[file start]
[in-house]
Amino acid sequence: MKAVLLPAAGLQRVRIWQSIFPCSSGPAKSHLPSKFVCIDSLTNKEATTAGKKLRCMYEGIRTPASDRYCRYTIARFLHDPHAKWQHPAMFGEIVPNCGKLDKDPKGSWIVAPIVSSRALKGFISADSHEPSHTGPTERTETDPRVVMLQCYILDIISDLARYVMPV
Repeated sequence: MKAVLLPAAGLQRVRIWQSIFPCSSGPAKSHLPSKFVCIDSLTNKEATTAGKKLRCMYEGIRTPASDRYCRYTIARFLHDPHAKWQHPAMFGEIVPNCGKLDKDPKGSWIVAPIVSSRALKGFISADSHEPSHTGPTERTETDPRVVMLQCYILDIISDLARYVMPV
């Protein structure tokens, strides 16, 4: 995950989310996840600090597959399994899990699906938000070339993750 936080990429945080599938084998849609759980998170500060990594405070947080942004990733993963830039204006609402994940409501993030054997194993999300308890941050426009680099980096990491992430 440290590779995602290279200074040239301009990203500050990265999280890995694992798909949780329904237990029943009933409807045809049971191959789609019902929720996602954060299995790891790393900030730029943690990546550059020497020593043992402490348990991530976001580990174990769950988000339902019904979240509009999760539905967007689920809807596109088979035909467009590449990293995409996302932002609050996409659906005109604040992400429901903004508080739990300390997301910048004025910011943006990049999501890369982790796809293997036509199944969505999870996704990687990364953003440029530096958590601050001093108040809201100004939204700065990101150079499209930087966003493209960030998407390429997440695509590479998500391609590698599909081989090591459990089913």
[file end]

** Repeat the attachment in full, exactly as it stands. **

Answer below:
[in-house]
Amino acid sequence: MKAVLLPAAGLQRVRIWQSIFPCSSGPAKSHLPSKFVCIDSLTNKEATTAGKKLRCMYEGIRTPASDRYCRYTIARFLHDPHAKWQHPAMFGEIVPNCGKLDKDPKGSWIVAPIVSSRALKGFISADSHEPSHTGPTERTETDPRVVMLQCYILDIISDLARYVMPV
Repeated sequence: MKAVLLPAAGLQRVRIWQSIFPCSSGPAKSHLPSKFVCIDSLTNKEATTAGKKLRCMYEGIRTPASDRYCRYTIARFLHDPHAKWQHPAMFGEIVPNCGKLDKDPKGSWIVAPIVSSRALKGFISADSHEPSHTGPTERTETDPRVVMLQCYILDIISDLARYVMPV
């Protein structure tokens, strides 16, 4: 995950989310996840600090597959399994899990699906938000070339993750 936080990429945080599938084998849609759980998170500060990594405070947080942004990733993963830039204006609402994940409501993030054997194993999300308890941050426009680099980096990491992430 440290590779995602290279200074040239301009990203500050990265999280890995694992798909949780329904237990029943009933409807045809049971191959789609019902929720996602954060299995790891790393900030730029943690990546550059020497020593043992402490348990991530976001580990174990769950988000339902019904979240509009999760539905967007689920809807596109088979035909467009590449990293995409996302932002609050996409659906005109604040992400429901903004508080739990300390997301910048004025910011943006990049999501890369982790796809293997036509199944969505999870996704990687990364953003440029530096958590601050001093108040809201100004939204700065990101150079499209930087966003493209960030998407390429997440695509590479998500391609590698599909081989090591459990089913």